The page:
Where you're born marks you, but the important thing is what you're born to. What is your mission in life... Only God knows.
I think that when we seek the good and the love of others we can not go wrong.
Was born. I could have been born anywhere in the world.
I was born in the world and for the world.
I was born in... The important thing is not where I was born, but who I was born.
The journey that changed my life
You don't know why, but there are places that come to your soul and fill your life forever. Ethiopia is that place for me. He was a resident of pediatrics at the Granollers Hospital, a city outside Barcelona, when I first stepped on Gambo.
I didn't know yet, but my existence was going to change.
I still remember the day I came to Gambo. A shiver of joy runs through my body every time I think about it.
How do you summarize the experience there? On that occasion I wrote: "It is an incredible experience in every way and in all aspects of life: medical, personal, human and spiritual. Overwhelming. Dazzling. Bright. Shocking. Unforgettable. Binding. Exceptional. Here they share a bed of life and death. "
I could not sleep, I closed my eyes and saw the suffering of Ruziya, Abdulakim... "Once you have given your name to children who starve to death you cannot remain indifferent," I wrote on a piece of paper one of the many sleepless nights in which I could not sleep. He closed his eyes and thought of Mikaeli, Abdul... On how they would be.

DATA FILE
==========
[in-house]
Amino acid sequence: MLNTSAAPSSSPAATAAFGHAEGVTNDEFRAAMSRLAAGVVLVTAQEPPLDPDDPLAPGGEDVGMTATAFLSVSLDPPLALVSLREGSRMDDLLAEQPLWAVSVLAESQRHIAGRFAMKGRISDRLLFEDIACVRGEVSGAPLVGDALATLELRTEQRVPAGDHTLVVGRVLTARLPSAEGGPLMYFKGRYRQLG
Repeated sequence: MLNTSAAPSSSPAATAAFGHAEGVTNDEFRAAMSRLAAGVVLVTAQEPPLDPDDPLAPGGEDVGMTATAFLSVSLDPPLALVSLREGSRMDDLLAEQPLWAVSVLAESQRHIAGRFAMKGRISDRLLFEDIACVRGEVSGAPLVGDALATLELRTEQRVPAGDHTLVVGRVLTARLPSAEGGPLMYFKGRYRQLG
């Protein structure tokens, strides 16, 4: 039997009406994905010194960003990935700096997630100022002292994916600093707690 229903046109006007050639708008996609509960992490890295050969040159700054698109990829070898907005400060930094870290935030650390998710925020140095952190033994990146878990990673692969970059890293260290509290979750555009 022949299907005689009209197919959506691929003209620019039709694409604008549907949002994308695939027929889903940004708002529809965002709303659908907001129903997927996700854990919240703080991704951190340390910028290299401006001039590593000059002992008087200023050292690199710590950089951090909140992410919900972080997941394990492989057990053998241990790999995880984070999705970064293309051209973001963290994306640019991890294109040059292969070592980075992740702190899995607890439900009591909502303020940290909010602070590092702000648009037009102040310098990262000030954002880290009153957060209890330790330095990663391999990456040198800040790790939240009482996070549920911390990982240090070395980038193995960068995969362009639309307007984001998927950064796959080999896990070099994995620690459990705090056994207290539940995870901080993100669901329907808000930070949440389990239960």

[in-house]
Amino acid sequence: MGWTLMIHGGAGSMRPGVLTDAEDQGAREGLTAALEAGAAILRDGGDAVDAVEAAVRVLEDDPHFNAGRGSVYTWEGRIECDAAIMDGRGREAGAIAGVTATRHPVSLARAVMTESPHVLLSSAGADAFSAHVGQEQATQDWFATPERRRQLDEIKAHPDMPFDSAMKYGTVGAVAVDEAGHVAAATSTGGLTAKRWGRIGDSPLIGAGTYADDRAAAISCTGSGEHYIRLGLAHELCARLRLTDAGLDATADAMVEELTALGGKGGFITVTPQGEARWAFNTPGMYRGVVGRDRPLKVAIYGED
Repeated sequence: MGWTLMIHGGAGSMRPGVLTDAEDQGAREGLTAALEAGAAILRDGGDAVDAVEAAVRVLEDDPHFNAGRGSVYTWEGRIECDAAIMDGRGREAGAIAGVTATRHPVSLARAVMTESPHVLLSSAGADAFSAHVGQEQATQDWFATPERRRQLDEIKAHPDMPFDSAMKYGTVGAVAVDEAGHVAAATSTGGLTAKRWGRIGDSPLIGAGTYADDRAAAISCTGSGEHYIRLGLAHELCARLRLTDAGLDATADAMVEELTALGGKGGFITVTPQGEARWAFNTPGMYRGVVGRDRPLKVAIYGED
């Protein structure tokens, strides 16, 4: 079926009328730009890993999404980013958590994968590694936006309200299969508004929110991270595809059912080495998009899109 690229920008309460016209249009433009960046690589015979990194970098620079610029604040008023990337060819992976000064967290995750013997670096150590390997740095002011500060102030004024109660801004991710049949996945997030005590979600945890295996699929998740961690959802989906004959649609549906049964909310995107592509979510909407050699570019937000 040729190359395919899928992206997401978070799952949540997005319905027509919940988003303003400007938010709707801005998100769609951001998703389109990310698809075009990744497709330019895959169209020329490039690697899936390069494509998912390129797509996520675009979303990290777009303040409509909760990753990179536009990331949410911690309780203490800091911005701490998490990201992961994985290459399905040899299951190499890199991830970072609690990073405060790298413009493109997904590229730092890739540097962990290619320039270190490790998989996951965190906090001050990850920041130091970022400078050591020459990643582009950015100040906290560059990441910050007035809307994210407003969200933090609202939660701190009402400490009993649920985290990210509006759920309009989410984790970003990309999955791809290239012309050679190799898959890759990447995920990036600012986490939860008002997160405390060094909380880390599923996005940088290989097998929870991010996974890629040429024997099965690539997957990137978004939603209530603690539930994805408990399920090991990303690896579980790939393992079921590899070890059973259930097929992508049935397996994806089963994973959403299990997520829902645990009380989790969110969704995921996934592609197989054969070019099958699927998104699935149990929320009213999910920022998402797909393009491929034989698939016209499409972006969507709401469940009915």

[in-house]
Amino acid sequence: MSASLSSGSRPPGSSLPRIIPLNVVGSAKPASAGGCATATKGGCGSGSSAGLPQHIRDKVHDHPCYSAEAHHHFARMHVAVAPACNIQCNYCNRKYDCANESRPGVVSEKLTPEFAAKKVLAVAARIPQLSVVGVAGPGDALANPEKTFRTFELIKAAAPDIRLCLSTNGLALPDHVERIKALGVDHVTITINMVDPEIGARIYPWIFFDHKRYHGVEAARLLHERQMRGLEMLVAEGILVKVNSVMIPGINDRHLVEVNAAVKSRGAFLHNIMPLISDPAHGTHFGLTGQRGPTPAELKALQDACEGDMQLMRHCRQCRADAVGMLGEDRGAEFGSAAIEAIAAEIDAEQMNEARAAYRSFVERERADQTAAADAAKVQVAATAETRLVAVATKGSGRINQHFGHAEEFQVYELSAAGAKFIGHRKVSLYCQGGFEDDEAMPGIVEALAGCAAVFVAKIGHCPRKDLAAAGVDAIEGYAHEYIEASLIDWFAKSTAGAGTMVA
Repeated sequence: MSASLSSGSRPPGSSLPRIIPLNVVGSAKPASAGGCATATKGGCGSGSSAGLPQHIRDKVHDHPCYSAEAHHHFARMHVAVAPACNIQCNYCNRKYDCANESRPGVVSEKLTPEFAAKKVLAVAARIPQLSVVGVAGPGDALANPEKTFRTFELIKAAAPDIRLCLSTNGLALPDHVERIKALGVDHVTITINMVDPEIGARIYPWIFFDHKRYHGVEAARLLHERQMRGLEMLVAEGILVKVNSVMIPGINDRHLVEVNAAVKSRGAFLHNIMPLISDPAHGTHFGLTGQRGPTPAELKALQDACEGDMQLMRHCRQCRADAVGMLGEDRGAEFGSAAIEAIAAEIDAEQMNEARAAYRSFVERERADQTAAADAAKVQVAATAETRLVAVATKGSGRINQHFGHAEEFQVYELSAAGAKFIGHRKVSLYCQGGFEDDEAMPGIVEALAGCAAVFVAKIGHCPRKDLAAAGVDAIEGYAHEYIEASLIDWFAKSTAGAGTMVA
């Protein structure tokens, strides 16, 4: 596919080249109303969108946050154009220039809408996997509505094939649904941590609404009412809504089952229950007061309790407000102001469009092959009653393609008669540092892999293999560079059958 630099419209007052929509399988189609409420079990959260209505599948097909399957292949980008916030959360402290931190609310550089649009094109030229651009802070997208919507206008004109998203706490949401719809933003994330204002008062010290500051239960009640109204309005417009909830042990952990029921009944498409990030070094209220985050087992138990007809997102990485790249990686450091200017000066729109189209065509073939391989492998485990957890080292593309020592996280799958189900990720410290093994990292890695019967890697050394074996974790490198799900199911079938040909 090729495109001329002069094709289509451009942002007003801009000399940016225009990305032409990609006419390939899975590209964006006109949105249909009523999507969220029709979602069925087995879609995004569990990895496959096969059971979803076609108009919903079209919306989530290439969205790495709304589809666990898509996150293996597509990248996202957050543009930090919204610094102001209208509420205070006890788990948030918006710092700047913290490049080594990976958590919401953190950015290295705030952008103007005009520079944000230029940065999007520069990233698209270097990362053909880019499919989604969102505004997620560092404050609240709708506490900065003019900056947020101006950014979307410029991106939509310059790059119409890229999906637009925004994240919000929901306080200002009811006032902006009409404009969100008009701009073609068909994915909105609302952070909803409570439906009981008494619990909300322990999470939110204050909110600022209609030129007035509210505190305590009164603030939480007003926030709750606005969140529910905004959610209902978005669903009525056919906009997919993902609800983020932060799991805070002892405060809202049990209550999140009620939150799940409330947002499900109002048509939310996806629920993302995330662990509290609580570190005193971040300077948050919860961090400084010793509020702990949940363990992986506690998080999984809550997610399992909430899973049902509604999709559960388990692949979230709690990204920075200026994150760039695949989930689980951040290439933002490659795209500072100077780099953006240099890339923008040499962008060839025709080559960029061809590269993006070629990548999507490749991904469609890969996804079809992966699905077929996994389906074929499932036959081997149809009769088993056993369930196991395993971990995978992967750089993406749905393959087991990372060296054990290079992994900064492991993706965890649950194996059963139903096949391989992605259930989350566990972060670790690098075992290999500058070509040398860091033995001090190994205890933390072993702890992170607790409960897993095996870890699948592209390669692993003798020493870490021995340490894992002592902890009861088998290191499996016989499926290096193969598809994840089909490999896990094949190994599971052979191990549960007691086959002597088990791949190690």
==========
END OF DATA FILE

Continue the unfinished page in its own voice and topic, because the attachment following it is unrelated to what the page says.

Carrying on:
He wrote on sleepless nights in a notebook in the light of a small candle. We had No light on many occasions. I wrote to express my anguish, to free myself from it. The role was and is the voice of my soul, my companion who never fails or abandons me.
These therapeutic writings were published in the blog I created for the occasion: cooperation with joy. Today I keep writing, I still need it, I can not get used to the suffering of others. I don't want to get used to it. I overcame the suffering thanks to an excellent reception in Gambo, to the support of the people there, to their friendship. I am grateful to you in infinite ways. Without them it would not have been possible.
I didn't know yet, but Gambo and his people were going to change my life.
This is the story.